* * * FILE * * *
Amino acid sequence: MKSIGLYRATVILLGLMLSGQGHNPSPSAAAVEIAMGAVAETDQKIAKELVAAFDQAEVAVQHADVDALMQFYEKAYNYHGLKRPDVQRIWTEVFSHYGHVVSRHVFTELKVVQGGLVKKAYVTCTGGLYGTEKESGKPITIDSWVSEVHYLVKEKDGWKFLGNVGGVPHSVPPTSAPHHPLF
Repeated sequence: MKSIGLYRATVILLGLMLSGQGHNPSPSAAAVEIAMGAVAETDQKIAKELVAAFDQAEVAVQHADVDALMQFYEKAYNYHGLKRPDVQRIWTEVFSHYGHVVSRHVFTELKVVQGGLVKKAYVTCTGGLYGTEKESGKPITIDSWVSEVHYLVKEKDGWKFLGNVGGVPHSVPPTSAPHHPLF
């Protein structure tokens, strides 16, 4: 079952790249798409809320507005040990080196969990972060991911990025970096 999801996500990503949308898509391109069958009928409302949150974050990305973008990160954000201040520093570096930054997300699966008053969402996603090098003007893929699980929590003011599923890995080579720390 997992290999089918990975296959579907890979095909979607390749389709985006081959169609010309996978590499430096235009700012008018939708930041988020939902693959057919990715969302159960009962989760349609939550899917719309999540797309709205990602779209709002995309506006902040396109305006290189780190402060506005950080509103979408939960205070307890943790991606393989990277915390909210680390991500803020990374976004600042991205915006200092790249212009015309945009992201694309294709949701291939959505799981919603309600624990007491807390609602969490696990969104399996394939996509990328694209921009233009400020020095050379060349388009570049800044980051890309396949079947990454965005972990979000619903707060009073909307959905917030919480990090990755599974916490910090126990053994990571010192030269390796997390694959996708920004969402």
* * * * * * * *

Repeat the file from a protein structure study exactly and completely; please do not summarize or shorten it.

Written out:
Amino acid sequence: MKSIGLYRATVILLGLMLSGQGHNPSPSAAAVEIAMGAVAETDQKIAKELVAAFDQAEVAVQHADVDALMQFYEKAYNYHGLKRPDVQRIWTEVFSHYGHVVSRHVFTELKVVQGGLVKKAYVTCTGGLYGTEKESGKPITIDSWVSEVHYLVKEKDGWKFLGNVGGVPHSVPPTSAPHHPLF
Repeated sequence: MKSIGLYRATVILLGLMLSGQGHNPSPSAAAVEIAMGAVAETDQKIAKELVAAFDQAEVAVQHADVDALMQFYEKAYNYHGLKRPDVQRIWTEVFSHYGHVVSRHVFTELKVVQGGLVKKAYVTCTGGLYGTEKESGKPITIDSWVSEVHYLVKEKDGWKFLGNVGGVPHSVPPTSAPHHPLF
């Protein structure tokens, strides 16, 4: 079952790249798409809320507005040990080196969990972060991911990025970096 999801996500990503949308898509391109069958009928409302949150974050990305973008990160954000201040520093570096930054997300699966008053969402996603090098003007893929699980929590003011599923890995080579720390 997992290999089918990975296959579907890979095909979607390749389709985006081959169609010309996978590499430096235009700012008018939708930041988020939902693959057919990715969302159960009962989760349609939550899917719309999540797309709205990602779209709002995309506006902040396109305006290189780190402060506005950080509103979408939960205070307890943790991606393989990277915390909210680390991500803020990374976004600042991205915006200092790249212009015309945009992201694309294709949701291939959505799981919603309600624990007491807390609602969490696990969104399996394939996509990328694209921009233009400020020095050379060349388009570049800044980051890309396949079947990454965005972990979000619903707060009073909307959905917030919480990090990755599974916490910090126990053994990571010192030269390796997390694959996708920004969402």